Yasunari Ikenaga is a popular artist known for depicting alluring modern beauties with delicate lines and unique color palettes. In this project, Ikenaga worked with master carvers and printers who carry on traditional ukiyo-e production techniques in the present day to create his first bijin-ga – a word used to describe pictures of beautiful women in Japanese art. Traditional woodblock printing techniques that gave birth to numerous bijin-ga by famous ukiyo-e artists such as Kitagawa Utamaro were used to bring to life Ikenaga’s world of beautiful women. We looked into the production process of this ambitious project.
In bijin-ga, the lines that determine the outline of the woman’s face and facial expression are extremely important. The same is true for ukiyo-e, and the beauty of the piece is created by carving the lines drawn by the artist in a faithful and elegant manner. The carver who worked on this piece was also very much focused on the lines.
Kishi, the carver who took on the endeavor explains: “In the original painting, Mr. Ikenaga used dyed linen as a material and drew lightly colored lines underneath the fine outlines. We had to decide how much of this to reproduce in the woodblock print.”
The concept of the project was to create an original woodblock print that is different from the original painting. Therefore, a decision was made to use a single line, as is typical in ukiyo-e prints.
The next step is printing. The printer used handcrafted Japanese paper and printed a single color at a time, one on top of the other. Kyoso, the printer explains his main focus: “Of course the face of the woman is pivotal to a bijin-ga, so I was very attentive to the dynamic of the lines.”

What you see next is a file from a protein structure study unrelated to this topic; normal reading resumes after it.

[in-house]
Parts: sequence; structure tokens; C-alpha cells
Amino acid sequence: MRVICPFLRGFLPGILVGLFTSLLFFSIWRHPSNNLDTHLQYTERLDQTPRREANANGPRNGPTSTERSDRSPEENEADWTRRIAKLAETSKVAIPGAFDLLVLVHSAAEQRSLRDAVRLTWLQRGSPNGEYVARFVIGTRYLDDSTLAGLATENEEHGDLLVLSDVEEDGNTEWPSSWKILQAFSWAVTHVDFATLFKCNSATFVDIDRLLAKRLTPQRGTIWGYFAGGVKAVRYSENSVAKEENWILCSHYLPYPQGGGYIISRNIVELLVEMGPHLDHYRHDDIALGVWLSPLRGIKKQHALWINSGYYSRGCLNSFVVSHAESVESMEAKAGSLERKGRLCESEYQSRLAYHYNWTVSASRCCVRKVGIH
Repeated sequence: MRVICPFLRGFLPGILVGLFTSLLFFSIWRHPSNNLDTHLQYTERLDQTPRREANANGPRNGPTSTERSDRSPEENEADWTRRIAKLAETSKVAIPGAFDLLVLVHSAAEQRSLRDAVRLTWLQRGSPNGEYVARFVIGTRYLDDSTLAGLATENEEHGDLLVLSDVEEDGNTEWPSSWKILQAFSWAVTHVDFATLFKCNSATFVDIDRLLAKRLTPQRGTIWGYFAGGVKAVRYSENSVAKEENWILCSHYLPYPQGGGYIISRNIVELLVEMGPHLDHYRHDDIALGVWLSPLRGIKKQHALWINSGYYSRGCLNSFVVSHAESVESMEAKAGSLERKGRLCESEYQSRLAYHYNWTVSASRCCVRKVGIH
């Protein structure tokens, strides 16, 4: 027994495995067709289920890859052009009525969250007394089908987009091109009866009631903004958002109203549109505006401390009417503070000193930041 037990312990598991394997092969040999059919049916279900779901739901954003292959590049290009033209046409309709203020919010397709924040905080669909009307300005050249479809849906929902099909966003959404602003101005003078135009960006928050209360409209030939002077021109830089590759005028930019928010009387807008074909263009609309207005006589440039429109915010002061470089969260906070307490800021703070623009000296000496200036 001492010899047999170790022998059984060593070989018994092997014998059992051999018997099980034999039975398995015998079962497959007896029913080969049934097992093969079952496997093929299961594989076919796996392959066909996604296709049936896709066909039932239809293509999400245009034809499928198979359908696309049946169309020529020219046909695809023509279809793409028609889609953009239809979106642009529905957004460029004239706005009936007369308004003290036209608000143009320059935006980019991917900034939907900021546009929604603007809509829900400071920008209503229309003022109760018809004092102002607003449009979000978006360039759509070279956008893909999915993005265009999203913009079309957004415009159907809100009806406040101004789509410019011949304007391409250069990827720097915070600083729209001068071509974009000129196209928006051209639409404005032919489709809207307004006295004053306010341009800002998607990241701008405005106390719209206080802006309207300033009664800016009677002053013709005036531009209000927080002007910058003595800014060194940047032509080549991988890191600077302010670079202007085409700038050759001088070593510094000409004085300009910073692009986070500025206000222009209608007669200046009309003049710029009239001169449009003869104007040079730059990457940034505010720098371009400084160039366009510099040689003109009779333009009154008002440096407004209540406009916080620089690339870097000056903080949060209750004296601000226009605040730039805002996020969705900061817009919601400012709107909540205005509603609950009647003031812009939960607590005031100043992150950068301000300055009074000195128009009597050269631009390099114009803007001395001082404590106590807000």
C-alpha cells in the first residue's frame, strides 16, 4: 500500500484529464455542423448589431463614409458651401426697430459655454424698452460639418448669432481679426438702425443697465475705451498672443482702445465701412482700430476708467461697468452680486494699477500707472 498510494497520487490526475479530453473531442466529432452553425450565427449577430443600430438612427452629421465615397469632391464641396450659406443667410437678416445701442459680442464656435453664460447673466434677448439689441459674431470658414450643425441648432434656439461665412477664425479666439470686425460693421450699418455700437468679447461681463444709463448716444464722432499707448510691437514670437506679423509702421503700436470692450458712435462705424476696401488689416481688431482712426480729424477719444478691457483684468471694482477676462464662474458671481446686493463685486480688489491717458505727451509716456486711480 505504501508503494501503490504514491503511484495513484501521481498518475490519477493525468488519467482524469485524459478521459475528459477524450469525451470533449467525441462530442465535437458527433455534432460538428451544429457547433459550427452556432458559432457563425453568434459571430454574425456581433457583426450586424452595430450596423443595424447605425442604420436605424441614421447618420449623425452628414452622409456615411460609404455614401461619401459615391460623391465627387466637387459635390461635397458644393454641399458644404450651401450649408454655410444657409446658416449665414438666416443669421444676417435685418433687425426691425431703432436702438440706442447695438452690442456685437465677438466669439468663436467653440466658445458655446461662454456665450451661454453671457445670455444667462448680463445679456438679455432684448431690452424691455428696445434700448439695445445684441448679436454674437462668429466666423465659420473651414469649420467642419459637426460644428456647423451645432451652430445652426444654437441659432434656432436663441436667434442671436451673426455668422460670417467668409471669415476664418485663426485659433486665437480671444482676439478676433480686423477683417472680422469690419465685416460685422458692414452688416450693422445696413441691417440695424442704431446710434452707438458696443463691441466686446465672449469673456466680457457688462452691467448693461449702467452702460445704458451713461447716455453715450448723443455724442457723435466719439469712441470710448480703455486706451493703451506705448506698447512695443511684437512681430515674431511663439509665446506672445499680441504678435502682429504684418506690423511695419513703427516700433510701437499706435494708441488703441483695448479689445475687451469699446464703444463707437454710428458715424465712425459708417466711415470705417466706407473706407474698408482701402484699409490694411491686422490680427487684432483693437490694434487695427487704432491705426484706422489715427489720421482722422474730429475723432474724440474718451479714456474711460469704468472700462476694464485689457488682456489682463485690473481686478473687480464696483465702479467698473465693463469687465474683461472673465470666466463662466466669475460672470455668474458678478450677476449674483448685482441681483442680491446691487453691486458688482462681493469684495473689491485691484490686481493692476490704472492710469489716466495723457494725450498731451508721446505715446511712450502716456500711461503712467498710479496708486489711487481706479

The main woodblock captures the various nuances of the outline of the face, the hair, the shape of the eyes and the puff under the eyes to exquisitely depict the languorous expression of beautiful woman.
A major discussion point in the production process was the method of portraying the skin of the woman. During the test printing stage, a version was created replicating the skin tones of the original painting using light colors. Another version used the soft textures of the Japanese paper itself without applying colors to the parts showing the face and hands.
When Mr. Ikenaga visited the workshop to check the test prints, the printer explained the different versions to him.
Mr. Ikenaga said, “The one replicating the color tones of the original painting has its own appeal, but since this is an original woodblock print, we should go with the one that retains the soft textures of the Japanese paper.”
This determined the direction that was to be taken. Although using the same colors as the original painting was a solid choice, Mr. Ikenaga was committed to creating an original woodblock print. The decision to attempt a new form of expression resulted in a very attractive work of art.